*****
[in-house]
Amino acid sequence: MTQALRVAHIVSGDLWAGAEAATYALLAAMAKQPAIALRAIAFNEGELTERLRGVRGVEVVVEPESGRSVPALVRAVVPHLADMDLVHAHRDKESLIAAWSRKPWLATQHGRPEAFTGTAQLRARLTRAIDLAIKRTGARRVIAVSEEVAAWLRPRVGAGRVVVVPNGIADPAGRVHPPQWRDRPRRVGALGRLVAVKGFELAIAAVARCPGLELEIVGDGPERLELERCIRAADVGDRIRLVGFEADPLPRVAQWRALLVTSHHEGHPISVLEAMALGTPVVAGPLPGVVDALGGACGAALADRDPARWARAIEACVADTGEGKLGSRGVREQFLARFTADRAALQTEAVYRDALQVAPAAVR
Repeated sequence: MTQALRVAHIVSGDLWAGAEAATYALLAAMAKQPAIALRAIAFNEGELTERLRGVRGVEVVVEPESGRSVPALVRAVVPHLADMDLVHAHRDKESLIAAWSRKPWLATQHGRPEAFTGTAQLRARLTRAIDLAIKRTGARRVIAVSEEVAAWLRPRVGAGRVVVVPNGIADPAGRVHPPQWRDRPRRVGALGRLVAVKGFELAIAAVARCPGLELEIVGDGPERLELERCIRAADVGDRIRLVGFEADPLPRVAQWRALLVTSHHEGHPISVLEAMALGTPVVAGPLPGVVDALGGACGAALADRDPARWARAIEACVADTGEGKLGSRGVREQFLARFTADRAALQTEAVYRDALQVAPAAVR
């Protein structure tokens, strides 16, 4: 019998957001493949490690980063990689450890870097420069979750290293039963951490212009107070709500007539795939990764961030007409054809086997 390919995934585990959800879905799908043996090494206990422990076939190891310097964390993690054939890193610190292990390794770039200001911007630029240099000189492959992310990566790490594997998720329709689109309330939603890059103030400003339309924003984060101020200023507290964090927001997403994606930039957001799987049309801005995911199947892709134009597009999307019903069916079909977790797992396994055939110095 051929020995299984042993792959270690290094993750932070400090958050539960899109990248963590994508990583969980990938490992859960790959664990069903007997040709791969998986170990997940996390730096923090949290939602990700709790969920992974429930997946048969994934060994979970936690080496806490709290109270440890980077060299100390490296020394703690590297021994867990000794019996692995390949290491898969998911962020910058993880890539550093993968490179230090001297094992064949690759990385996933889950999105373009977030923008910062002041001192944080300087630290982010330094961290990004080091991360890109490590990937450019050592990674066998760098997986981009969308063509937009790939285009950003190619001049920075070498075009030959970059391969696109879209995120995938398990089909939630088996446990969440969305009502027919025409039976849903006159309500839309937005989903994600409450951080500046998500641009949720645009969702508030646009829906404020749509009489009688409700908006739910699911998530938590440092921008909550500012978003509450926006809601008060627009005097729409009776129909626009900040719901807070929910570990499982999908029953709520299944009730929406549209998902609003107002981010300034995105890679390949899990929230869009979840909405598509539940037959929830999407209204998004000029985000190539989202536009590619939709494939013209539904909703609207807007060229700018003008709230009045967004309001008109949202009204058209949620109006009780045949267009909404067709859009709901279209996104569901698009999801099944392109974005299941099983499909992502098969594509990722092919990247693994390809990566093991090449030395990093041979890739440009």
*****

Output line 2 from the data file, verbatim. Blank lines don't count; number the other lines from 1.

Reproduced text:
Amino acid sequence: MTQALRVAHIVSGDLWAGAEAATYALLAAMAKQPAIALRAIAFNEGELTERLRGVRGVEVVVEPESGRSVPALVRAVVPHLADMDLVHAHRDKESLIAAWSRKPWLATQHGRPEAFTGTAQLRARLTRAIDLAIKRTGARRVIAVSEEVAAWLRPRVGAGRVVVVPNGIADPAGRVHPPQWRDRPRRVGALGRLVAVKGFELAIAAVARCPGLELEIVGDGPERLELERCIRAADVGDRIRLVGFEADPLPRVAQWRALLVTSHHEGHPISVLEAMALGTPVVAGPLPGVVDALGGACGAALADRDPARWARAIEACVADTGEGKLGSRGVREQFLARFTADRAALQTEAVYRDALQVAPAAVR